“The minute they came face-to-face and the complainant realised that the offender was a youngster, who was admitting to his mistake, he decided to forgive him and let go,” says Nimisha Srivastava, programme director, CSJ.

CSJ has been moderating such discussions related to minor offences, with the support of the Juvenile Justice Board. Nimisha says the Juvenile Justice (Care and Protection of Children) Act, 2015 stresses more the principle of diversion or promoting “measures for dealing with children in conflict with law, without resorting to judicial proceedings”.

Organisations like Enfold Proactive Health Trust in Bengaluru, Ashiyana in Mumbai and CSJ in New Delhi have been carrying out restorative practices in various settings.

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Restorative justice, which is still in a nascent stage in the country stresses the offenders’ accountability apart from considering the needs of the victims. It also looks at empowering the victims and changing the behaviour of offenders. In countries like New Zealand, juvenile offenders come directly into the system of restorative justice, except in cases of manslaughter or murder.

Nimisha says that it is natural to link juvenile justice with restorative justice because both are co-related across the world.

“When tried in the criminal justice system, juveniles often graduate from smaller crimes to bigger crimes. And it doesn’t help them rehabilitate. A stint in the observation home often exposes them to violent children and addiction,” she adds.

Lack of rehabilitative measures in the criminal justice system, leaves very little scope for such children to change for the better, Arlene says. “There is much to be desired and it takes a lot to build a child who is remorseful and make them really apologise for the harm they caused. The system doesn’t allow it. You may give compensation to the victims, but their needs are not met and questions not answered,” she adds.

Not cut out for all cases

The process entails a lot of work involving both the victim (complainant) and the offender along with their family and members of their community. “Probably that is why it is seen as intensive, but it saves time and energy. It allows the community to step in rather than the state taking it up,” Nimisha says.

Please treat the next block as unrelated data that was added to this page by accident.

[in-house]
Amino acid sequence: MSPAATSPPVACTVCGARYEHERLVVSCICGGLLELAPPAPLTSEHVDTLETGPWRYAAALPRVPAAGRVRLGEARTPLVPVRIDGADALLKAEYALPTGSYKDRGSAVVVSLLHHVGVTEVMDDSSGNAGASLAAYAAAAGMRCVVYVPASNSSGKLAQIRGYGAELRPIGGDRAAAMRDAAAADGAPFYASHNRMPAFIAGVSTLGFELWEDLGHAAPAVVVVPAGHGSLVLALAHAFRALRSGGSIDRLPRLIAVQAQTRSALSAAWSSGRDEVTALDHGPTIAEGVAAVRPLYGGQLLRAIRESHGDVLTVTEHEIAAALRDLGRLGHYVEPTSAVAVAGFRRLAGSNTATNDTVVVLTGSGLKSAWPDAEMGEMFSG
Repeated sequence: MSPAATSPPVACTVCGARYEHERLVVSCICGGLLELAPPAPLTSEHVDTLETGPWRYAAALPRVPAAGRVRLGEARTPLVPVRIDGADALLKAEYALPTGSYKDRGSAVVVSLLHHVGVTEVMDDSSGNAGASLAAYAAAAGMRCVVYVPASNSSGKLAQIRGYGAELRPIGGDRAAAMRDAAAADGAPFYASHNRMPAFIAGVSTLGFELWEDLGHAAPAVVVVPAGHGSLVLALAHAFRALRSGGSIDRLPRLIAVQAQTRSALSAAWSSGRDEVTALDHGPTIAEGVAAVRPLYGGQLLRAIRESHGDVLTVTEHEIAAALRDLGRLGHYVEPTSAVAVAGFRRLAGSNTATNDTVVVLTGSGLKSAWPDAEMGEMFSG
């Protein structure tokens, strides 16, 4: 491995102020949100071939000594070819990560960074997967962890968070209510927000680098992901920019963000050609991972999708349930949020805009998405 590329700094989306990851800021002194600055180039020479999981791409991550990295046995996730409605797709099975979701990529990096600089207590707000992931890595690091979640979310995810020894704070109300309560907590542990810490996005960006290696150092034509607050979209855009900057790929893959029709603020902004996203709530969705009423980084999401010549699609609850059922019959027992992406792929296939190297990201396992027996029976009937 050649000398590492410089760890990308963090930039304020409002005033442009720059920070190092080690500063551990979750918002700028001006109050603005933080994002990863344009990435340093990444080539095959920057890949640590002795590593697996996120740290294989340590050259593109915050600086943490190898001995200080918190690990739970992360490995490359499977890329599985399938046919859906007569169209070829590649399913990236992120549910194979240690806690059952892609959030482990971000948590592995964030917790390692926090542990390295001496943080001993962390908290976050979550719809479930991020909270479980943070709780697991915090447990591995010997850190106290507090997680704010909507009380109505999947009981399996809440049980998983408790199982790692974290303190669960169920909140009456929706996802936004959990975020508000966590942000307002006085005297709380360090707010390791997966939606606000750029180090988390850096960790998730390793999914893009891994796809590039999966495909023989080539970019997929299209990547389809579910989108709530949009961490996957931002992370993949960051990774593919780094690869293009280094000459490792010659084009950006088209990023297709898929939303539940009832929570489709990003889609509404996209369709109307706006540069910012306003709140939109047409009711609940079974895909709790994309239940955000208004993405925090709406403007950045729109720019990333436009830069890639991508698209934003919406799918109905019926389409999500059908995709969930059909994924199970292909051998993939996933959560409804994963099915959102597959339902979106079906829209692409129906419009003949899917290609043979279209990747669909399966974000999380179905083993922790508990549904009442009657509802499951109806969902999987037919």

She also points out that this particular practice to provide justice is not recommended for all cases. “I wouldn’t say go for it to reduce the pendency of cases.”

And, the path is also fraught with challenges. “Schools often refuse to re-admit the child (offender) even after the due process is through. We are therefore working on a holistic model that addresses all these issues,” she adds.

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In some cases, the child doesn’t have the expected congenial atmosphere at home to fall back on. “In such cases, we work with the family members or parents. There are issues of domestic violence in some homes and these also have to be dealt by us, as part of the process. It doesn’t end with just the victim-offender interactions,” adds Nimisha.

It is also a fallacy that the process of restorative justice is all about the offender apologising to the complainant, says Sangeeta. She adds, “It is about making them accountable and responsible for the actions and not about getting away lightly. The premise is saying, ‘I did it’, and about ‘what can I do to repair the harm’,” she says.

Experts on restorative justice say that with pilot projects being carried out in the country, it is still early days for the process to be established.  Experts like Swagata Raha, a consultant on restorative justice and legal affairs, are at the moment looking at ways to work on cases in the entry point of the system.

“After the due process is completed, we can also look at ways in using it for integration of offenders,” she says.